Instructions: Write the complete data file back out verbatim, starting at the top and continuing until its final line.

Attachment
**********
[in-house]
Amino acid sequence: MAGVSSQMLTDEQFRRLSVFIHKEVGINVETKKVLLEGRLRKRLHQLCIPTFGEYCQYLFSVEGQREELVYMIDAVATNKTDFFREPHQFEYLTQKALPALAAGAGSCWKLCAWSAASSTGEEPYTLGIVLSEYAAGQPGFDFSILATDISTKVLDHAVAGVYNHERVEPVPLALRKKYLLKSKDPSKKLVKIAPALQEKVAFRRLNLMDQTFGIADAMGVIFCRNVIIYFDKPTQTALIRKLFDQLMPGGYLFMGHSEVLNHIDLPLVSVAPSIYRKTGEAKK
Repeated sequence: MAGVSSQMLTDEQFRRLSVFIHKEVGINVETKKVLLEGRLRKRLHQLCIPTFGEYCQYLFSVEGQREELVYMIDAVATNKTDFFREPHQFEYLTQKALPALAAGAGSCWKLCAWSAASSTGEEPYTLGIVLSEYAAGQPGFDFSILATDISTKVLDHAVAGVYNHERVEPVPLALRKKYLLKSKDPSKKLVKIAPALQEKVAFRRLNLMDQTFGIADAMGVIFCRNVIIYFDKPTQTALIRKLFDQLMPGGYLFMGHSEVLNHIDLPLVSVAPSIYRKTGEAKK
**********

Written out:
[in-house]
Amino acid sequence: MAGVSSQMLTDEQFRRLSVFIHKEVGINVETKKVLLEGRLRKRLHQLCIPTFGEYCQYLFSVEGQREELVYMIDAVATNKTDFFREPHQFEYLTQKALPALAAGAGSCWKLCAWSAASSTGEEPYTLGIVLSEYAAGQPGFDFSILATDISTKVLDHAVAGVYNHERVEPVPLALRKKYLLKSKDPSKKLVKIAPALQEKVAFRRLNLMDQTFGIADAMGVIFCRNVIIYFDKPTQTALIRKLFDQLMPGGYLFMGHSEVLNHIDLPLVSVAPSIYRKTGEAKK
Repeated sequence: MAGVSSQMLTDEQFRRLSVFIHKEVGINVETKKVLLEGRLRKRLHQLCIPTFGEYCQYLFSVEGQREELVYMIDAVATNKTDFFREPHQFEYLTQKALPALAAGAGSCWKLCAWSAASSTGEEPYTLGIVLSEYAAGQPGFDFSILATDISTKVLDHAVAGVYNHERVEPVPLALRKKYLLKSKDPSKKLVKIAPALQEKVAFRRLNLMDQTFGIADAMGVIFCRNVIIYFDKPTQTALIRKLFDQLMPGGYLFMGHSEVLNHIDLPLVSVAPSIYRKTGEAKK